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more dangerous, because they make an adoption of it an indispensable term of christian communion. To justify this, they must not only believe for themselves, that immersion at adult age, is the only baptism instituted by Christ, and practised by the Apostles, which we suppose they do believe; but must also prove that this is too plain and obvious to be doubted by any honest man; consequently, that all who have ever approved and practised infant baptism and sprinkling in baptism, have been wicked men at heart, and that all churches founded on the plan of such baptism, have been, and still are disowned of God. The latter they will not affirm, nor even suspect; and therefore they cannot justify their close communion; for the gospel most expressly forbids us to despise and reject those whom God has received. It is therefore wished they might, and hoped they will assume more candour.
Now as we condemn the rigidness of our baptist brethren in this point, let us be careful not to imitate it. If we refuse communion with a minister, a private brother, or church, on account of some supposed difference in sen
timent or usage, when the difference may not be fundamental, or when no regular process has been instituted for the amendment, trial or conviction of the suspected party; why are we not guilty of the same severity and rigor, which we condemn in the baptists? Let us exercise the same candour, which we require in others.
It is also to be wished, that the practice of our churches might silence one particular objection, which the baptists make against our baptizing children.
They tell us, You baptize your children, and yet treat them no otherwise than you would real heathen children. You say,
they are within God's covenant, and consequently members of his church, and yet your churches exercise no watch and discipline. over them, even after their age renders them capable subjects."
as this objection is founded in fact, it ought to be removed. Our children receive
baptism, the seal of the covenant, on the ground of God's promise to believers, I will be a God to you and to your seed.' If they are within God's covenant, they are within the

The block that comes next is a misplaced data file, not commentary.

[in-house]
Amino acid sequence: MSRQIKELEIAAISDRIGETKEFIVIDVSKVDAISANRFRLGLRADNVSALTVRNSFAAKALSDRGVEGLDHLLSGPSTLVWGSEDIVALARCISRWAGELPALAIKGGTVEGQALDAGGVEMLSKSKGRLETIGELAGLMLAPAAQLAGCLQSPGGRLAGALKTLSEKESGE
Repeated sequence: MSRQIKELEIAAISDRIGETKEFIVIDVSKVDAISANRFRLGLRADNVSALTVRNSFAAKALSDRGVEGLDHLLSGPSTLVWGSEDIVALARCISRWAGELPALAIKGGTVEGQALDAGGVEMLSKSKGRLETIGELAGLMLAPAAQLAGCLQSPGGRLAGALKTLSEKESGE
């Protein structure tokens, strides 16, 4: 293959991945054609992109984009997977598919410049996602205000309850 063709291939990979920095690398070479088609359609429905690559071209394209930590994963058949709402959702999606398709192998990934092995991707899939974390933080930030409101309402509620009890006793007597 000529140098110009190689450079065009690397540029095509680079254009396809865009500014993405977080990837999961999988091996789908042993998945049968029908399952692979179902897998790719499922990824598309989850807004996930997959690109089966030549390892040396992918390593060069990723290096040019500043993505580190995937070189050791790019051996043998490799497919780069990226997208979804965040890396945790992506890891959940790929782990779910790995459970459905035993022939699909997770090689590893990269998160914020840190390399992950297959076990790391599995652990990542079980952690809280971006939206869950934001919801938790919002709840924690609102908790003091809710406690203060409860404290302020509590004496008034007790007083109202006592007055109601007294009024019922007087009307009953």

church, for this is founded on the covenant. They ought then to be treated as under the watch, and subject to the discipline of the church, as soon as they arrive to competent age. If they have a standing in the church, why should they not enjoy the privileges of it, when their age and understanding allow? If they prove themselves unworthy of this relation, let them be excluded from it, not in an arbitrary manner, but by regular discipline.
It is asked, Will not our churches, acting on this principle, soon become corrupt ?' It is thought, they will not; but become more pure. Our churches are corrupted, not by admitting persons, against whom no accusation can be sustained, but by neglecting those who are admitted.
We all wish for the purity of the churches. But how shall this be promoted? Not merely by arguing in favour of the baptisin of our children, but also by adding in favour of their religious education. This is primarily the duty of parents. But in this duty let the church cooperate with them, and strengthen their hands. Thus our houses will become
churches. Thus our sons will be as plants grown up in their youth, and our DAUGHTERS as corner stones polished after the similitude of a palace.' Thus God's work will appear to his servants and his glory to their children; the beauty of the Lord will be upon them, and he will establish the work of their hands,'
Westspringfield, January 1, 1811.